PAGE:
Achievement Program teaches about goals
Source: Kim Adams Foster, 4-H youth development specialist
4-H encourages young people to set and achieve their goals. To that end, the Kentucky 4-H Achievement Program was created to reward ambitious and accomplished young people throughout the state.
In the Achievement Program, young people receive recognition and prizes for their accomplishments in 4-H and their community. 4-H’ers can start accumulating points as soon as they start 4-H and begin earning recognition in the sixth grade. With a new 4-H program year beginning in September, now is the time for 4-H’ers to start thinking about their goals and how the Achievement Program could help.
In the program, young people can earn points toward the completion of each of five non-competitive levels by participating in various leadership opportunities, projects, activities and events. Points are given based on whether the activity occurred at the county, district, state or national levels, with point totals ranging from county level events earning one point to national events receiving four points. The program’s non-competitive levels range from Level I which requires 25 points and being a sixth-grader to Level V where a 4-H’er earns 200 points and is in at least the 10th grade.
Students who complete either Level I or Level II of the program will receive a certificate at the 4-H Teen Summit.
Levels III, IV and V have the opportunity to apply for additional competitive achievement awards. These awards include bronze, silver, gold and emerald levels. To reach the bronze level, 4-H’ers must be in the eighth grade and reached Level III. Each of the state’s seven Extension districts can choose to submit the applications of 15 4-H’ers, and those 105 receive a $50 scholarship to the 4-H Teen Conference.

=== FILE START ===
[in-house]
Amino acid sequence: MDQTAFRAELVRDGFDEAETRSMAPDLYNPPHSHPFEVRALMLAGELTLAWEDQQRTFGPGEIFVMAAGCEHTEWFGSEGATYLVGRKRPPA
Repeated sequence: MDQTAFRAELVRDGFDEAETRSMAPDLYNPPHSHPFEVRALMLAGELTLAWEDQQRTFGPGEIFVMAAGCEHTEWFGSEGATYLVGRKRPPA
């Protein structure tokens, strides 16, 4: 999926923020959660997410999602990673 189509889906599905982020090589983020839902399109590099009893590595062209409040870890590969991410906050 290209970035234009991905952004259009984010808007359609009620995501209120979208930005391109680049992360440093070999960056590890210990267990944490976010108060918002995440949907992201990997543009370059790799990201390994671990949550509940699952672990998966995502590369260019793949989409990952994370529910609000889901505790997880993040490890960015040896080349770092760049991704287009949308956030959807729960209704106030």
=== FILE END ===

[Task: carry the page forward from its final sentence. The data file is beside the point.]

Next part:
To apply for the silver level, 4-H’ers must be in at least the ninth grade and earned the Level IV award. Once again, each district can submit the applications of 15 4-H’ers, but of those 105 applicants, 60 are selected. Those 60 receive a $125 scholarship to the Teen Conference.
4-H’ers in the 10th grade who have reached Level V can apply for the gold award. Gold applicants must complete a community service project. For the project, the 4-H’er interviews community members about problems in the community, decides on one problem to concentrate on, develops a solution and leads a group of individuals to complete it. Each district can submit 10 applicants for the gold award. Of the 70 statewide applicants, 30 are selected. Gold winners receive a $160 scholarship to the Teen Conference and a $750 scholarship to the 2014 National 4-H Congress.
The top 10 gold winners from the current 4-H program year as well as gold winners from previous years are invited to apply for the emerald level in March. Those seeking emerald status must complete a county honors application, emerald application, an up-to-date resume and personal PowerPoint by May 15. These applications will go before a committee and the top 15 will take part in an interview and present their PowerPoint at Teen Conference. The four applicants selected for this level will receive a $1,000 scholarship to the annual National 4-H Conference in Washington, D.C., and $1,000 college scholarship.
The 2013 Emerald Award winners are Connor Cooper and Brooklynn Yonts from Muhlenburg County, Paige Hart from Caldwell County and Hannah Myers from Campbell County.
4-H’ers should check with their county 4-H youth development agent for local 4-H Achievement Program application deadlines. Agents must submit applications to the state 4-H office by Dec. 15.
For more information about the Kentucky 4-H Achievement Program, contact the (YOUR COUNTY) Cooperative Extension Service.
Educational programs of the Cooperative Extension Service serve all people regardless of race, color, sex, religion, disability or national origin.